September 6, 2017
About two and a half years ago, Joe Moore, Eddie Tunstel and Robert Osiander — robotics researchers in the Research and Exploratory Development Department of the Johns Hopkins Applied Physics Laboratory — had an idea: create a fixed-wing, unmanned vehicle that could autonomously operate underwater and then propel itself fast enough to make the transition into the air, becoming an autonomous flying aerial vehicle.
However, little work had been done to develop such a platform, known as a fixed-wing Unmanned Aerial-Aquatic Vehicle (UAAV). To study how such a UAAV might work, they looked to one of nature’s unique multi-domain creatures: the peculiar animal known as the flying fish.
Their concept vehicle — now dubbed Flying Fish — became an independent research and development proposal, and eventually a working prototype.
“Our challenge was to see if we could use a single motor propeller combination to be able to achieve water-to-air transition,” said Moore.
Flying fish have the unique capability to make self-propelled leaps out of water and into the air, where their long, wing-like fins enable them to glide long distances. Moore noticed how the fish build up enough speed under the water to break the surface and then often continue to expend energy during the water-to-air transition to achieve flight speed.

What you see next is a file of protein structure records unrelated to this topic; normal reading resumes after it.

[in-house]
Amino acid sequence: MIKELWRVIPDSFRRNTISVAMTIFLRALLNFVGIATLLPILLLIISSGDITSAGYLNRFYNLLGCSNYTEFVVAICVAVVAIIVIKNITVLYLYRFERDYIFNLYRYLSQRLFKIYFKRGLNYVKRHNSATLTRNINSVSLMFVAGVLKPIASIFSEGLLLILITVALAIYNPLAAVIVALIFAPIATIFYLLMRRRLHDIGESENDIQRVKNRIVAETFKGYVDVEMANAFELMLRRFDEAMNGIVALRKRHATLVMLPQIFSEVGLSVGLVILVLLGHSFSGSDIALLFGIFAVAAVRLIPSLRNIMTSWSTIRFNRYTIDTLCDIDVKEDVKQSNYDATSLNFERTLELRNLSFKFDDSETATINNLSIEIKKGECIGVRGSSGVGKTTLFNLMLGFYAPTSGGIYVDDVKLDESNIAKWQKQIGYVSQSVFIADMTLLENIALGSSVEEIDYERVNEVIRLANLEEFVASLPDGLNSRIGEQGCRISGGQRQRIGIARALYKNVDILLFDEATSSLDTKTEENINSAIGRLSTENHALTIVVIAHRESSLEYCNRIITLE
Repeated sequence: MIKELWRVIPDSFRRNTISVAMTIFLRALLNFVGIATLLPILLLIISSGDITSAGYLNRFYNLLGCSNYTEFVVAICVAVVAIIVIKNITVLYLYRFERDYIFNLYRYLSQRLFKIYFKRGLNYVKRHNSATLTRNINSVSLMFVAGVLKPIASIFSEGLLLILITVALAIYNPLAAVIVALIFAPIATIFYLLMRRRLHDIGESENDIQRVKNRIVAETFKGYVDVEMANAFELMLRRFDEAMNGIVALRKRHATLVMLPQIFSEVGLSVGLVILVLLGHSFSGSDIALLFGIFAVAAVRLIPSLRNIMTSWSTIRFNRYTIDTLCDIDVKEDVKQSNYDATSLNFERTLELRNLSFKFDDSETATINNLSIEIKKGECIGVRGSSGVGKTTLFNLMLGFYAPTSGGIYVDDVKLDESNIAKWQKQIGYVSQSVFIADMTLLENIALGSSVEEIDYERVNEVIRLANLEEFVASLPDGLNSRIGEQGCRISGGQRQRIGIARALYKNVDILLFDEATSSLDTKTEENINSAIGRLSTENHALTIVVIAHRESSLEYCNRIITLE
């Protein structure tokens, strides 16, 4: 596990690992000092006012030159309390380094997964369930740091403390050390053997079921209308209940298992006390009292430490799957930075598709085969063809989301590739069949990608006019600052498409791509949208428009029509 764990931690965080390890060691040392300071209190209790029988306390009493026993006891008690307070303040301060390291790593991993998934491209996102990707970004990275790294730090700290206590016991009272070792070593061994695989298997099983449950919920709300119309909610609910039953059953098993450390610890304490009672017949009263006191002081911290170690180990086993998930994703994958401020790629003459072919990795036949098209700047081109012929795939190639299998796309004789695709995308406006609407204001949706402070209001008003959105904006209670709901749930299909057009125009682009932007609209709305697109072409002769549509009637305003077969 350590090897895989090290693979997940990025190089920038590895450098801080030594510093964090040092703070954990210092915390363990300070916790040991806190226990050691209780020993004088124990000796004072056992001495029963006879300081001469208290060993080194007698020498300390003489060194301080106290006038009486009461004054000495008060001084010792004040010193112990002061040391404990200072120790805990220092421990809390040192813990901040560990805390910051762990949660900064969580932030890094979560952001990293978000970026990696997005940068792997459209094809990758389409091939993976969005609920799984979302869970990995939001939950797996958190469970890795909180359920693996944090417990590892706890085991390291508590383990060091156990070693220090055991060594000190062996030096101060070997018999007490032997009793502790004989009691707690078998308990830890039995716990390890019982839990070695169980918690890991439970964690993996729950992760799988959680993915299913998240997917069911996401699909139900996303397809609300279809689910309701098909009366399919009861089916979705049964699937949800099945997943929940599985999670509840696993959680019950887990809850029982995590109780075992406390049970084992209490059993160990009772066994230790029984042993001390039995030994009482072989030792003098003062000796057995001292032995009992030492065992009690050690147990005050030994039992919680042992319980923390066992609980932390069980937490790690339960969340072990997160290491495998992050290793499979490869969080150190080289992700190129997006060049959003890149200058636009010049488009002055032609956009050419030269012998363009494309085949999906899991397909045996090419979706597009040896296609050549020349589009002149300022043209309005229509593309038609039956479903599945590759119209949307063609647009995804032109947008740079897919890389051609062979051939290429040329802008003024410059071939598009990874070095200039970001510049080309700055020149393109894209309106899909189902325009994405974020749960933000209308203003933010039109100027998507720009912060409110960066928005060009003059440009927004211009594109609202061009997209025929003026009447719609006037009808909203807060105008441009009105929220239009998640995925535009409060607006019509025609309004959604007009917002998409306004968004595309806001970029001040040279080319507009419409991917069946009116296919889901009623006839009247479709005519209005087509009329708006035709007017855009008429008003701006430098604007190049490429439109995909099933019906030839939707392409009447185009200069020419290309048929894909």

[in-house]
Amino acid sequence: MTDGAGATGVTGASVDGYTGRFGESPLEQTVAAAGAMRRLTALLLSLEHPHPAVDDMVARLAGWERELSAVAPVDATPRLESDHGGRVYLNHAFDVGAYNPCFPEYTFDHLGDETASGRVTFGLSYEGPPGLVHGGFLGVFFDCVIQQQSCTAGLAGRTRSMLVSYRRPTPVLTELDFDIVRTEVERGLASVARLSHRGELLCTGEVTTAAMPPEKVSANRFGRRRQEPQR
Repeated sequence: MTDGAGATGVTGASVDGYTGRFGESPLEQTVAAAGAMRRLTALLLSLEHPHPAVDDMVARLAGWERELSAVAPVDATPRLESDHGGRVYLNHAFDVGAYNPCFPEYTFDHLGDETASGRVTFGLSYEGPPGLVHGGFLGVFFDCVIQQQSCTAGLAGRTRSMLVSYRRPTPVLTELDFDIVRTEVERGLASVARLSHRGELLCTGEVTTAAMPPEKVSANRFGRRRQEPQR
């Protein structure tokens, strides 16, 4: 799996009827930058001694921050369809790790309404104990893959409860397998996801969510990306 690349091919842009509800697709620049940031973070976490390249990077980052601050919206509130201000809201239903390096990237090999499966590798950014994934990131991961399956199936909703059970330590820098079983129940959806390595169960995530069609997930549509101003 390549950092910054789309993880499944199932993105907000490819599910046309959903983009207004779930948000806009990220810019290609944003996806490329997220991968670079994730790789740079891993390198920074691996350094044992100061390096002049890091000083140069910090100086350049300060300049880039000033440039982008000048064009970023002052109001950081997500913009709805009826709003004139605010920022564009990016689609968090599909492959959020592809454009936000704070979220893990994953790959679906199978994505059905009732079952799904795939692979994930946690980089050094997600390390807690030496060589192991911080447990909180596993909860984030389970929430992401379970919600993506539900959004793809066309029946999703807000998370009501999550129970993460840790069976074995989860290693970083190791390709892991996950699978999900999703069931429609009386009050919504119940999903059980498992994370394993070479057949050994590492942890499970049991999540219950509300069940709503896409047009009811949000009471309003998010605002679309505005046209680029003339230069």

Much like the tail of the flying fish, the propeller on the Flying Fish UAAV continuously imparts a thrust force to the vehicle during the water-to-air transition. Once airborne, the UAAV operates like a traditional fixed-wing aircraft. By appropriately adjusting the speed of the propeller based on whether the vehicle is in water or air, the vehicle is able to use a single propulsion mechanism to enable effective locomotion within both domains.
Although the Flying Fish prototype does not yet include a payload for environmental sensing, the concept is for the UAAV to fly itself to a land-locked body of water and then go underwater to collect data. The UAAV can fly in at about 30 miles an hour, dive into the water, collect information and perform reconnaissance, then launch out of the water and return the data.
Envisioned sensor packages include an onboard camera, which can be accessed by the operator when the vehicle returns to base.
The Flying Fish can also rapidly sample multiple locations in a large body of water. Instead of traveling underwater, it flies between points, providing a much faster means of collecting information.
“As we developed Flying Fish and saw the kinds of capabilities a UAAV brought, we began to envision new missions it could undertake,” said Will Setzler, a composite technician in the Force Projection Sector, who contributed significantly to the project. “We also started to see new, more effective ways for it to perform existing missions.”
The Applied Physics Laboratory, a not-for-profit division of The Johns Hopkins University, meets critical national challenges through the innovative application of science and technology. For more information, visit www.jhuapl.edu.